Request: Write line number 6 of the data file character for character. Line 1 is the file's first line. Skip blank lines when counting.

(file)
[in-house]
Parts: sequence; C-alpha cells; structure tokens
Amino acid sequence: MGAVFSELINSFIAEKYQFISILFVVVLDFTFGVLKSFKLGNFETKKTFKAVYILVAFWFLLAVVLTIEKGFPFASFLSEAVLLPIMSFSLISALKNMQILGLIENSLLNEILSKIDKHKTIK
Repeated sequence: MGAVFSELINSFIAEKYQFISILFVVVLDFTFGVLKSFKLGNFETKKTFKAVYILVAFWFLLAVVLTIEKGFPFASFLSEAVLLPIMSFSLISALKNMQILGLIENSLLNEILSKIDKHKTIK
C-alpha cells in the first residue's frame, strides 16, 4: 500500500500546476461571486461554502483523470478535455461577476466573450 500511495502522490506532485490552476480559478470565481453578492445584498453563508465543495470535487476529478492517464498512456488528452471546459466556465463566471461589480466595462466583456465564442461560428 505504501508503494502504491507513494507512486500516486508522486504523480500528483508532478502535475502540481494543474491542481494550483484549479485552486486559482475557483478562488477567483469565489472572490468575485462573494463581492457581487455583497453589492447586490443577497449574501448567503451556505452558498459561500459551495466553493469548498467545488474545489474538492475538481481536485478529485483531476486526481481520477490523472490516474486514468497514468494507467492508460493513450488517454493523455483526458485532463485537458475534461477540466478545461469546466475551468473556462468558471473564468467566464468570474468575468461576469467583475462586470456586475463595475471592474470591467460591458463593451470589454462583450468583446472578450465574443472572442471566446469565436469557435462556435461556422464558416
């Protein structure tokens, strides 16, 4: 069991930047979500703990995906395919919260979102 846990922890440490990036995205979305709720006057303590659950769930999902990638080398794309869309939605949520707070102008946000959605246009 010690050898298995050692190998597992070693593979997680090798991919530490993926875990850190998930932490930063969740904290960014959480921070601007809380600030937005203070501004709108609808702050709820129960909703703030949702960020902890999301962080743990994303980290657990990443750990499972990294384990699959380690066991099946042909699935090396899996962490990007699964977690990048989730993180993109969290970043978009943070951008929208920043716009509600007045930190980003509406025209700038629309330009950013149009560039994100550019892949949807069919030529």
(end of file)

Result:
């Protein structure tokens, strides 16, 4: 069991930047979500703990995906395919919260979102 846990922890440490990036995205979305709720006057303590659950769930999902990638080398794309869309939605949520707070102008946000959605246009 010690050898298995050692190998597992070693593979997680090798991919530490993926875990850190998930932490930063969740904290960014959480921070601007809380600030937005203070501004709108609808702050709820129960909703703030949702960020902890999301962080743990994303980290657990990443750990499972990294384990699959380690066991099946042909699935090396899996962490990007699964977690990048989730993180993109969290970043978009943070951008929208920043716009509600007045930190980003509406025209700038629309330009950013149009560039994100550019892949949807069919030529």